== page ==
Another Wonderful Way Pro-Wrestling is Art

In April 2012 I backed a Kickstarter for The Last of McGuinness, a gripping look at the premature end of Nigel McGuinness’s life long dream. As part of the rewards he was offering a a picture of himself done by an artist named Rob Schamberger, and he linked to Rob’s own Kickstarter. Such was my first exposure to one of the best artists I’ve ever seen.

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Rob’s print of Nigel that was offered as part of the Kickstarter for “The Last of McGuinness.”

Rob’s dream was to do a series of mixed media paintings featuring all past world heavyweight champions in pro-wrestling. He describes why in his own words from the project page:

“‘Why would you want to paint heavyweight wrestling champions?’

First and foremost, why wouldn’t I? But seriously, it’s because these men mean so much to so many people around the world. The world championship is the pinnacle of any sport, even a pre-determined one like professional wrestling. The man who holds that title has to be believable as a champion and also has to draw crowds to see him defend his title, both of which are very real responsibilities. In the old days, the champion would often have to legitimately defend the title against opponents who were looking to bring the title to their territory. I also want to do this for the fans who fill the auditoriums and arenas every week, who make all of the magic happen.”

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I have a print of this unbelievably realistic painting of Bret and Owen, and I’ve had people mistake it for a photo.

I’ve been a pro-wrestling fan all of my life, and I was thrilled to see such a talented artist wanting to devote his skills to honoring its stars. He campaigned hard during this first KS, offering commissions and a variety of other rewards and bonuses and it made it’s goal in the last minutes. Both the paintings that were the point of this KS and the commissioned rewards were incredible and Rob’s reputation rapidly grew.

His second Kickstarter in early 2013 was to take his collection on tour across the US. The tour itself was an overall success, but had a major setback in the middle as Rob’s truck was hit by a semi outside of Secaucus NJ. Thankfully he was fine, but he lost all of the prints and paintings he was transporting to show at Wrestlecon that year’s Wrestlemania weekend. It was in the midst of this that I got to meet him at the con. Rob was in reasonably good spirits despite the harrowing experience. His printer overnighted new prints and he made the most of things, hanging out with fans and enjoying his time at the con.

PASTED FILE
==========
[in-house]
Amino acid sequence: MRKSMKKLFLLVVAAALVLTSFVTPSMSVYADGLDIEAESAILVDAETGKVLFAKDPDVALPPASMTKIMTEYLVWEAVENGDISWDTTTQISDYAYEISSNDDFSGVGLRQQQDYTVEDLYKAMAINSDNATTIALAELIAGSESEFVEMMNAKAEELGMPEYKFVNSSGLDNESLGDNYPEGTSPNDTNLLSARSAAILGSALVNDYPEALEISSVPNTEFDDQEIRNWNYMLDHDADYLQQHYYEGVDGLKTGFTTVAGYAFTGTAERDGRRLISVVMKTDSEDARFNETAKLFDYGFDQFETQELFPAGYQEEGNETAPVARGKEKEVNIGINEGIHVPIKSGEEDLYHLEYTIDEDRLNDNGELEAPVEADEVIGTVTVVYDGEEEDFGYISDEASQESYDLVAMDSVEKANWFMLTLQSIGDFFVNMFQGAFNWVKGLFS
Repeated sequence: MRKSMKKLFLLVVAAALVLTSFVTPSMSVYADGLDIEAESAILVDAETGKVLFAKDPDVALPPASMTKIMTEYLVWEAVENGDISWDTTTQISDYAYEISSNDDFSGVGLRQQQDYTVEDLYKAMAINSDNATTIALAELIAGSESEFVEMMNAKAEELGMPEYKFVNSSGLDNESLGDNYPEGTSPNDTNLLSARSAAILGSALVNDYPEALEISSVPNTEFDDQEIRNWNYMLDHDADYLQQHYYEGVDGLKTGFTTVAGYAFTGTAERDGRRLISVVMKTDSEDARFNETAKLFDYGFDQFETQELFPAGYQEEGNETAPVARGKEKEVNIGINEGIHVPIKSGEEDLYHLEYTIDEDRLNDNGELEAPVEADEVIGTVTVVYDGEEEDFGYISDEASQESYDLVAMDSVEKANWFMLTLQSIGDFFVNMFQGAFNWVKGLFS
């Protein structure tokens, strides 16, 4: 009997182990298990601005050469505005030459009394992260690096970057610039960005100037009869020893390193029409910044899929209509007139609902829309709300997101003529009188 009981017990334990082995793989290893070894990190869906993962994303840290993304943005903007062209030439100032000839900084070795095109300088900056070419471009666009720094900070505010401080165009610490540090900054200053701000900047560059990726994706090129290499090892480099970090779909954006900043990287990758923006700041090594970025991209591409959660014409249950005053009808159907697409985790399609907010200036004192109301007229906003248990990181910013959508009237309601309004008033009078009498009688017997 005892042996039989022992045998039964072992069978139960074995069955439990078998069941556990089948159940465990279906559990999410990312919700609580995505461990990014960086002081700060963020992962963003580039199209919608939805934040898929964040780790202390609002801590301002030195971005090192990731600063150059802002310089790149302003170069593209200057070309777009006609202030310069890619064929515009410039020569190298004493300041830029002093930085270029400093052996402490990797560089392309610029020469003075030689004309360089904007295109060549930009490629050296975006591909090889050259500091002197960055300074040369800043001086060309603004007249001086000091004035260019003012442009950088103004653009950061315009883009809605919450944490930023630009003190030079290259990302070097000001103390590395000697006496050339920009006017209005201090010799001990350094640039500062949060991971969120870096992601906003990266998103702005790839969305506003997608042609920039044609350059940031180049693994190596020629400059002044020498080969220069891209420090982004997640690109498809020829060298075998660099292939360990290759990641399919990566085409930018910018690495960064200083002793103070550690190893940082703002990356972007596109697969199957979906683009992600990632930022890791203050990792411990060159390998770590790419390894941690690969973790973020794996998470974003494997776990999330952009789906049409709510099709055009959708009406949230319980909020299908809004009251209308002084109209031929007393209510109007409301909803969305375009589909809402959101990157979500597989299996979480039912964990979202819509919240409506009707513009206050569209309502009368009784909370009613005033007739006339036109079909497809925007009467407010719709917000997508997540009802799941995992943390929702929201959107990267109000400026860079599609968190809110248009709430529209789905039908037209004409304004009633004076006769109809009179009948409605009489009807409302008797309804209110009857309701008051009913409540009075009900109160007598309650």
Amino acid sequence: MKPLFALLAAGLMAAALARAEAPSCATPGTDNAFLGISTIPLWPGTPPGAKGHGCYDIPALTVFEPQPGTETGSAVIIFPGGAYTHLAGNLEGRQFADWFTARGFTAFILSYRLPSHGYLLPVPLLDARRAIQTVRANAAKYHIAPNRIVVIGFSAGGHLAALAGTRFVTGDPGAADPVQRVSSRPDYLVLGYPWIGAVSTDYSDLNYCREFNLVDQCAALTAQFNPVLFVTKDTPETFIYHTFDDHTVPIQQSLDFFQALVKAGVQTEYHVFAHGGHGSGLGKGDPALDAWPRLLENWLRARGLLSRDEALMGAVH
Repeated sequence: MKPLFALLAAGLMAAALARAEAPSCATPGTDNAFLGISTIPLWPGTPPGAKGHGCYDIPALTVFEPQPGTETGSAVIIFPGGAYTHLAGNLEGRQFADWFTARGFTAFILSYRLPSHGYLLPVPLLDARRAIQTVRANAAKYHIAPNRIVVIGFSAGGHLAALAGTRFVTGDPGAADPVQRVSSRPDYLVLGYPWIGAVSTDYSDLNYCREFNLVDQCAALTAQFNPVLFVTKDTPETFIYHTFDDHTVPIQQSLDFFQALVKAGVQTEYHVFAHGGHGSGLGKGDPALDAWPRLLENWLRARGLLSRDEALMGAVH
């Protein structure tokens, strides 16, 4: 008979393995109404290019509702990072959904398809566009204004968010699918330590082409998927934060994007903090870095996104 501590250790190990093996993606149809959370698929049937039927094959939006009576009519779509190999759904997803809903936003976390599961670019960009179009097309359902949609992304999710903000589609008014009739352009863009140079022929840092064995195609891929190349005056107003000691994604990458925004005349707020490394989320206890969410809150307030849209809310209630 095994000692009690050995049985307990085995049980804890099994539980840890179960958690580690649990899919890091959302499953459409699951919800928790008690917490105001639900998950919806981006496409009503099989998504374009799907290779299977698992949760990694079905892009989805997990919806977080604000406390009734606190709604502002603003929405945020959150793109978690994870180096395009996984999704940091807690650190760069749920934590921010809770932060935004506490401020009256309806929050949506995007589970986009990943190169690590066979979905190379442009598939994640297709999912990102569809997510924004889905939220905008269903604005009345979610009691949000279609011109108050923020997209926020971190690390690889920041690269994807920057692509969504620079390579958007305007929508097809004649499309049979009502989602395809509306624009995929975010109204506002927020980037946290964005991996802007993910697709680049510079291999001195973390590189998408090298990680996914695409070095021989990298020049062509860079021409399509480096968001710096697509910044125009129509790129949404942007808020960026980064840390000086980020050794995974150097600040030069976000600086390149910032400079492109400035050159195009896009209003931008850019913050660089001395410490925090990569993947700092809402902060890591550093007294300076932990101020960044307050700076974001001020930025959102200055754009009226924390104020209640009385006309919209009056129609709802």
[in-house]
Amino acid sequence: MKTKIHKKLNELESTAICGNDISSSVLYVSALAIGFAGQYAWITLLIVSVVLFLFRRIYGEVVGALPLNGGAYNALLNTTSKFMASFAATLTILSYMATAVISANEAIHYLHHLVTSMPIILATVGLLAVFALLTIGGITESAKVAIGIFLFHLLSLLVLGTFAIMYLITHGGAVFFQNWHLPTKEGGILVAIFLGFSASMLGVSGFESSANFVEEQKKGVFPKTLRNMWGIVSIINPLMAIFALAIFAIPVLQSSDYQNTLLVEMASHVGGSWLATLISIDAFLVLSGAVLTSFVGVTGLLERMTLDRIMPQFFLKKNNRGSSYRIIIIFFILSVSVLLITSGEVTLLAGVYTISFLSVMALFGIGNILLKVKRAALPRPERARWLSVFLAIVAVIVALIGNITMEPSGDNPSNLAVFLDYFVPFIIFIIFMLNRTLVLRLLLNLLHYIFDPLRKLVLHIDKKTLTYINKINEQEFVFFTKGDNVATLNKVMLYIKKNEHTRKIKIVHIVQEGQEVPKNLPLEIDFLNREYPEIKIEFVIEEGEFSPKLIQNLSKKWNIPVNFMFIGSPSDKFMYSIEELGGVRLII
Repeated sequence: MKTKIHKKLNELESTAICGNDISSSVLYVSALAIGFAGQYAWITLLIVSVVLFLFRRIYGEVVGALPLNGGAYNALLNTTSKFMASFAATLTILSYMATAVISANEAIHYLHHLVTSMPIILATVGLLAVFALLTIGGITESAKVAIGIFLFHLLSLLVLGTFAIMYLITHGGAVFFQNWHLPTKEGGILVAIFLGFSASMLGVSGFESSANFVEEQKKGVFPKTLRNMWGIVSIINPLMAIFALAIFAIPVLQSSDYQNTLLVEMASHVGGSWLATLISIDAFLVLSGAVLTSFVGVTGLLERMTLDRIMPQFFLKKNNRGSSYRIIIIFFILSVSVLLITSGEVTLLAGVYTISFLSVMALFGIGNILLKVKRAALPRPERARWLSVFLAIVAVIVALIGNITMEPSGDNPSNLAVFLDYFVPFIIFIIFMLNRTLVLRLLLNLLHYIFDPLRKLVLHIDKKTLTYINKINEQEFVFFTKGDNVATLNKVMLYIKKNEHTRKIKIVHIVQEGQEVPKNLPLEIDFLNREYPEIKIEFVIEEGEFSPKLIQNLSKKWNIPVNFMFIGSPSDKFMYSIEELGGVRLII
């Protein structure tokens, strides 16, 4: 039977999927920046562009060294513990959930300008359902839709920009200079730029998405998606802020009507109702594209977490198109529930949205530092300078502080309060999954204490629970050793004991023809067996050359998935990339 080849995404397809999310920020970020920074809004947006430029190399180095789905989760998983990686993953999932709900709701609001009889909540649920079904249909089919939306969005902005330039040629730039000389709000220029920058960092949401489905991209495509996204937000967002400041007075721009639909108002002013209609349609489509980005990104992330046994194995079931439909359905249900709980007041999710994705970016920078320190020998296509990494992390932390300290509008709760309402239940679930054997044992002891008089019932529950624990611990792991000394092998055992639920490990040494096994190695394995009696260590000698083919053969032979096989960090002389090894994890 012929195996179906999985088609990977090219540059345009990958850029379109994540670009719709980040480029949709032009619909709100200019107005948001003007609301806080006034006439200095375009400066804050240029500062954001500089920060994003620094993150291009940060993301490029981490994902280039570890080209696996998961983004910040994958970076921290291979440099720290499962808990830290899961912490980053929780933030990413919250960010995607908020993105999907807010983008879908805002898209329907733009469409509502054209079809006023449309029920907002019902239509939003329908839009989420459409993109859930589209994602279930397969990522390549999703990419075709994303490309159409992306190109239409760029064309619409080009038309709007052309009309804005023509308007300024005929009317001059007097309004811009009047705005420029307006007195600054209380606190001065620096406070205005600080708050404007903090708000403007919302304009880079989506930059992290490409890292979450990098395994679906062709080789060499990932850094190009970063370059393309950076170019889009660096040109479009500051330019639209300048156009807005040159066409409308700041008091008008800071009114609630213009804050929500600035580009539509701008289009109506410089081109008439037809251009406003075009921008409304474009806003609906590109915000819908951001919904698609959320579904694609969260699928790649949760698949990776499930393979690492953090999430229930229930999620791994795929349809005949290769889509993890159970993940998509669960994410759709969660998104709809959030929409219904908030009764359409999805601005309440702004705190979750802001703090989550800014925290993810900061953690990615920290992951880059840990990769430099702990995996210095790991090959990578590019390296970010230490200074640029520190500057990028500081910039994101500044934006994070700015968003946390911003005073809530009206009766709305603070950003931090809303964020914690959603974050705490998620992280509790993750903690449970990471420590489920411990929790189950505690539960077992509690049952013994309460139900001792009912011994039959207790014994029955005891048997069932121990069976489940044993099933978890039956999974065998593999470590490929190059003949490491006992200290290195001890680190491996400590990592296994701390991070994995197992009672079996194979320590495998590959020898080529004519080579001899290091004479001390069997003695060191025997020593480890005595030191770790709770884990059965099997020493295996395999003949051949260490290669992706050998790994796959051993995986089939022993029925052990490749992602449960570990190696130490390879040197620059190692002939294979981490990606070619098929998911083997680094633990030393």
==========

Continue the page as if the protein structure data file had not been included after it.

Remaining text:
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Rob’s perfect rendition of Kana, which I was lucky enough to get signed at Shimmer 53.

It was fantastic to get to meet him in person after chatting a bit online and hopefully helped take his mind off of things a bit. He’s obviously as big (or even bigger) a fan than I am so it was a real treat to discuss wrestling and his art. As a bonus I had attended the Shimmer show just minutes before finding Rob’s table, where I got the incredible painting he did of my favorite wrestler as part of my rewards for the first KS signed by the subject herself.

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Jaw dropping depiction of Undertaker vs CM Punk I got from Rob for my brother-in-law and nephew.

The brilliance of Rob’s work is the way he captures real people while embracing experimental art techniques. His use of color, shadow, and other artistic techniques is innovative and gives his work depth and a captivating feel. The range he’s shown in his paintings is incredible and he never stops pushing himself to make the next one even better.

Rob’s fame and awareness of his work grew and grew, and he was noticed by several employees of the WWE. He now works directly for them, continuing to create amazing renditions of their superstars which are offered on WWE’s auction site, signed by their subjects. They also have posters and prints of his work available at WWE’s online shop.

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Perfect paintings of Curt Hennig and Randy Savage.

It’s been a privilege to follow his journey since near the beginning, and I’m excited to keep doing so going forward.

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